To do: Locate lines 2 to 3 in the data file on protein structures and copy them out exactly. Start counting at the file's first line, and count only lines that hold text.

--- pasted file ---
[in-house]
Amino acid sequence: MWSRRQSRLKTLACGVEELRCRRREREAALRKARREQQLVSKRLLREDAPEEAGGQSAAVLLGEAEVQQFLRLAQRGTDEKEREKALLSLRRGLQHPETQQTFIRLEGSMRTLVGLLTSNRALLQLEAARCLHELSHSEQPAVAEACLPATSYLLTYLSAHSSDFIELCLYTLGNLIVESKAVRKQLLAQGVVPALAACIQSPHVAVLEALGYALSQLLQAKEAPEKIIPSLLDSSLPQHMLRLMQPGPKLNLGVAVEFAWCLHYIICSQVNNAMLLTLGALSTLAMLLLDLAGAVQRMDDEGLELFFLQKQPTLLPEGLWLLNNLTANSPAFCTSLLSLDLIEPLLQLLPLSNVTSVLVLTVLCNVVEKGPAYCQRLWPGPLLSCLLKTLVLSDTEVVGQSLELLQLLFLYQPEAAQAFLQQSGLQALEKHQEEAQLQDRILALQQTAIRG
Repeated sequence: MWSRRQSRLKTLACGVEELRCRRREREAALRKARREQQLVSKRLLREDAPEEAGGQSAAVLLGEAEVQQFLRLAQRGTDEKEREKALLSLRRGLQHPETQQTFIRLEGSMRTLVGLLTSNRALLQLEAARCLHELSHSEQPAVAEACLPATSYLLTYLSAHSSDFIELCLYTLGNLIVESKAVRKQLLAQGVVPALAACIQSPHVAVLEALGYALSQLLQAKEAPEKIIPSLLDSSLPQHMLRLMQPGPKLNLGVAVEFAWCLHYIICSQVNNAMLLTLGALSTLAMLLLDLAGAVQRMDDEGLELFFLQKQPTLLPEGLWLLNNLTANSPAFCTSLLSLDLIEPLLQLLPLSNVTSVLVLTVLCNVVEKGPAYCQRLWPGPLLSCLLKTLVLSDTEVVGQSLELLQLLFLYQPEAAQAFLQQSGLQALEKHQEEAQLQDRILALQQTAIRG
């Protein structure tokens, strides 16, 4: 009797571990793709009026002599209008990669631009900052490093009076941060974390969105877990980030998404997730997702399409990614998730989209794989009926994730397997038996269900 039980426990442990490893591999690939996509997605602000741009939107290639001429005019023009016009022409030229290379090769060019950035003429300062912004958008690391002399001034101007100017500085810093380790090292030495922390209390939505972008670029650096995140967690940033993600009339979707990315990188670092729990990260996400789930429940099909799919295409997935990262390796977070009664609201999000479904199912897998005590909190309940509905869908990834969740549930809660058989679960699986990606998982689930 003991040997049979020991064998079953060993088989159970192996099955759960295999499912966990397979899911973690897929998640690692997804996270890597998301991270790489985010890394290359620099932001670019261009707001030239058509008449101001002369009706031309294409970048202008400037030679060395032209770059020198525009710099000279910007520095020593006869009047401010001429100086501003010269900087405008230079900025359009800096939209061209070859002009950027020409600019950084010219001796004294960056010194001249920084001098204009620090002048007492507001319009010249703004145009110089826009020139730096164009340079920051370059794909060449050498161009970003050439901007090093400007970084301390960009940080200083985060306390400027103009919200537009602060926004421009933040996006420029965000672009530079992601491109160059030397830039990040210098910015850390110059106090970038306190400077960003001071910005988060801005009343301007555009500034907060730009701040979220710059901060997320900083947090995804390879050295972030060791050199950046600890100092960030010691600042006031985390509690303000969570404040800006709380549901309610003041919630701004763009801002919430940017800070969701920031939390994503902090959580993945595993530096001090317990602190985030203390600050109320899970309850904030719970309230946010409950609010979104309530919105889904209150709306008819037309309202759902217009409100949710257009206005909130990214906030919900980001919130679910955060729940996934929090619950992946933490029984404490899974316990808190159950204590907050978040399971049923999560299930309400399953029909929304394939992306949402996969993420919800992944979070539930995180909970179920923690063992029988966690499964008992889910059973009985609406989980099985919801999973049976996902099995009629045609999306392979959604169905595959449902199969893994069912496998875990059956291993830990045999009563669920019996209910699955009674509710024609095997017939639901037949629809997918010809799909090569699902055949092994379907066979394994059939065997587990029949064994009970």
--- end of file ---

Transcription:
Amino acid sequence: MWSRRQSRLKTLACGVEELRCRRREREAALRKARREQQLVSKRLLREDAPEEAGGQSAAVLLGEAEVQQFLRLAQRGTDEKEREKALLSLRRGLQHPETQQTFIRLEGSMRTLVGLLTSNRALLQLEAARCLHELSHSEQPAVAEACLPATSYLLTYLSAHSSDFIELCLYTLGNLIVESKAVRKQLLAQGVVPALAACIQSPHVAVLEALGYALSQLLQAKEAPEKIIPSLLDSSLPQHMLRLMQPGPKLNLGVAVEFAWCLHYIICSQVNNAMLLTLGALSTLAMLLLDLAGAVQRMDDEGLELFFLQKQPTLLPEGLWLLNNLTANSPAFCTSLLSLDLIEPLLQLLPLSNVTSVLVLTVLCNVVEKGPAYCQRLWPGPLLSCLLKTLVLSDTEVVGQSLELLQLLFLYQPEAAQAFLQQSGLQALEKHQEEAQLQDRILALQQTAIRG
Repeated sequence: MWSRRQSRLKTLACGVEELRCRRREREAALRKARREQQLVSKRLLREDAPEEAGGQSAAVLLGEAEVQQFLRLAQRGTDEKEREKALLSLRRGLQHPETQQTFIRLEGSMRTLVGLLTSNRALLQLEAARCLHELSHSEQPAVAEACLPATSYLLTYLSAHSSDFIELCLYTLGNLIVESKAVRKQLLAQGVVPALAACIQSPHVAVLEALGYALSQLLQAKEAPEKIIPSLLDSSLPQHMLRLMQPGPKLNLGVAVEFAWCLHYIICSQVNNAMLLTLGALSTLAMLLLDLAGAVQRMDDEGLELFFLQKQPTLLPEGLWLLNNLTANSPAFCTSLLSLDLIEPLLQLLPLSNVTSVLVLTVLCNVVEKGPAYCQRLWPGPLLSCLLKTLVLSDTEVVGQSLELLQLLFLYQPEAAQAFLQQSGLQALEKHQEEAQLQDRILALQQTAIRG